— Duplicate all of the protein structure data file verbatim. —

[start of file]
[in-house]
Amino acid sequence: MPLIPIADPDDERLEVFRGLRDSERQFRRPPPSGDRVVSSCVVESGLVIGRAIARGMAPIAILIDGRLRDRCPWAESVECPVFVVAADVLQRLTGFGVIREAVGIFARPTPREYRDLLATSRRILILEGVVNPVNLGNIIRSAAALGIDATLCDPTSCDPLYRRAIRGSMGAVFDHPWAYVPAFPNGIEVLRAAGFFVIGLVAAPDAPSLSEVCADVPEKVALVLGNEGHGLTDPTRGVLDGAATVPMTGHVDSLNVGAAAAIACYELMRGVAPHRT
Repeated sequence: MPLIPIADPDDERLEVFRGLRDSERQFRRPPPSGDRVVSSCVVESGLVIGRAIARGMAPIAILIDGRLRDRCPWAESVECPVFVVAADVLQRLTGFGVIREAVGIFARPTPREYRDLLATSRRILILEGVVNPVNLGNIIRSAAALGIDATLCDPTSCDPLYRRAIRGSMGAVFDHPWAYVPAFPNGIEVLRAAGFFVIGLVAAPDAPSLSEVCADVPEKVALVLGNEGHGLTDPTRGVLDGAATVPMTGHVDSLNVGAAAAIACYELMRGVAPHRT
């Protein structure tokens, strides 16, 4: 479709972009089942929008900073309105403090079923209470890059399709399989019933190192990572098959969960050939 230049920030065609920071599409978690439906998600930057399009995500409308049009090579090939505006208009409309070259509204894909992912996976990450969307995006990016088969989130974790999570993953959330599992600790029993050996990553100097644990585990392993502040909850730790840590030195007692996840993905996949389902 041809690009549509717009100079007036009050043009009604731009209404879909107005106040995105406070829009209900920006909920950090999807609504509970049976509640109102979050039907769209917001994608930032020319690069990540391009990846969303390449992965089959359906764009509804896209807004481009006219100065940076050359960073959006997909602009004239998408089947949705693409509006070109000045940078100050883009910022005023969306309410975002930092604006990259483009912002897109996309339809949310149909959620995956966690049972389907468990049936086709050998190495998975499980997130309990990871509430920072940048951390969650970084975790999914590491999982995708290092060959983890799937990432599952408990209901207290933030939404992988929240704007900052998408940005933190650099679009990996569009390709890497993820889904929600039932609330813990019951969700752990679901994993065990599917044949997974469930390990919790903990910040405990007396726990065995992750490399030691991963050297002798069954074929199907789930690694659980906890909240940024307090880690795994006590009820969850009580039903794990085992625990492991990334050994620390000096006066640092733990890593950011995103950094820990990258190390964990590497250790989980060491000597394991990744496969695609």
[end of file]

[in-house]
Amino acid sequence: MPLIPIADPDDERLEVFRGLRDSERQFRRPPPSGDRVVSSCVVESGLVIGRAIARGMAPIAILIDGRLRDRCPWAESVECPVFVVAADVLQRLTGFGVIREAVGIFARPTPREYRDLLATSRRILILEGVVNPVNLGNIIRSAAALGIDATLCDPTSCDPLYRRAIRGSMGAVFDHPWAYVPAFPNGIEVLRAAGFFVIGLVAAPDAPSLSEVCADVPEKVALVLGNEGHGLTDPTRGVLDGAATVPMTGHVDSLNVGAAAAIACYELMRGVAPHRT
Repeated sequence: MPLIPIADPDDERLEVFRGLRDSERQFRRPPPSGDRVVSSCVVESGLVIGRAIARGMAPIAILIDGRLRDRCPWAESVECPVFVVAADVLQRLTGFGVIREAVGIFARPTPREYRDLLATSRRILILEGVVNPVNLGNIIRSAAALGIDATLCDPTSCDPLYRRAIRGSMGAVFDHPWAYVPAFPNGIEVLRAAGFFVIGLVAAPDAPSLSEVCADVPEKVALVLGNEGHGLTDPTRGVLDGAATVPMTGHVDSLNVGAAAAIACYELMRGVAPHRT
């Protein structure tokens, strides 16, 4: 479709972009089942929008900073309105403090079923209470890059399709399989019933190192990572098959969960050939 230049920030065609920071599409978690439906998600930057399009995500409308049009090579090939505006208009409309070259509204894909992912996976990450969307995006990016088969989130974790999570993953959330599992600790029993050996990553100097644990585990392993502040909850730790840590030195007692996840993905996949389902 041809690009549509717009100079007036009050043009009604731009209404879909107005106040995105406070829009209900920006909920950090999807609504509970049976509640109102979050039907769209917001994608930032020319690069990540391009990846969303390449992965089959359906764009509804896209807004481009006219100065940076050359960073959006997909602009004239998408089947949705693409509006070109000045940078100050883009910022005023969306309410975002930092604006990259483009912002897109996309339809949310149909959620995956966690049972389907468990049936086709050998190495998975499980997130309990990871509430920072940048951390969650970084975790999914590491999982995708290092060959983890799937990432599952408990209901207290933030939404992988929240704007900052998408940005933190650099679009990996569009390709890497993820889904929600039932609330813990019951969700752990679901994993065990599917044949997974469930390990919790903990910040405990007396726990065995992750490399030691991963050297002798069954074929199907789930690694659980906890909240940024307090880690795994006590009820969850009580039903794990085992625990492991990334050994620390000096006066640092733990890593950011995103950094820990990258190390964990590497250790989980060491000597394991990744496969695609």